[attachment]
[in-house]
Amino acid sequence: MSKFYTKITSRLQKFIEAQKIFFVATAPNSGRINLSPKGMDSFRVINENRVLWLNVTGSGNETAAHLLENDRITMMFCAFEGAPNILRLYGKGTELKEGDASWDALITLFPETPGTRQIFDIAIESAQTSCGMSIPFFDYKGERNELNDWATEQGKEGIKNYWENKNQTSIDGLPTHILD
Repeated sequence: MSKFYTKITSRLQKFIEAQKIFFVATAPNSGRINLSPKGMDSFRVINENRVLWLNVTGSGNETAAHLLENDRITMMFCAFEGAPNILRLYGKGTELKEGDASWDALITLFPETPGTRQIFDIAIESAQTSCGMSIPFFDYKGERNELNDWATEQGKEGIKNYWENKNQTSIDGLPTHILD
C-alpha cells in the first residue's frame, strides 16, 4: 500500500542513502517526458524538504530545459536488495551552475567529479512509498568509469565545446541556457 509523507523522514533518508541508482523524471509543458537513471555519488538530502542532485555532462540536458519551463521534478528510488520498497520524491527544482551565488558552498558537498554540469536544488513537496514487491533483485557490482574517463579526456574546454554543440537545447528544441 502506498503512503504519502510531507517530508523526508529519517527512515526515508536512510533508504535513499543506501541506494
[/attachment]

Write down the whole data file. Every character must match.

[in-house]
Amino acid sequence: MSKFYTKITSRLQKFIEAQKIFFVATAPNSGRINLSPKGMDSFRVINENRVLWLNVTGSGNETAAHLLENDRITMMFCAFEGAPNILRLYGKGTELKEGDASWDALITLFPETPGTRQIFDIAIESAQTSCGMSIPFFDYKGERNELNDWATEQGKEGIKNYWENKNQTSIDGLPTHILD
Repeated sequence: MSKFYTKITSRLQKFIEAQKIFFVATAPNSGRINLSPKGMDSFRVINENRVLWLNVTGSGNETAAHLLENDRITMMFCAFEGAPNILRLYGKGTELKEGDASWDALITLFPETPGTRQIFDIAIESAQTSCGMSIPFFDYKGERNELNDWATEQGKEGIKNYWENKNQTSIDGLPTHILD
C-alpha cells in the first residue's frame, strides 16, 4: 500500500542513502517526458524538504530545459536488495551552475567529479512509498568509469565545446541556457 509523507523522514533518508541508482523524471509543458537513471555519488538530502542532485555532462540536458519551463521534478528510488520498497520524491527544482551565488558552498558537498554540469536544488513537496514487491533483485557490482574517463579526456574546454554543440537545447528544441 502506498503512503504519502510531507517530508523526508529519517527512515526515508536512510533508504535513499543506501541506494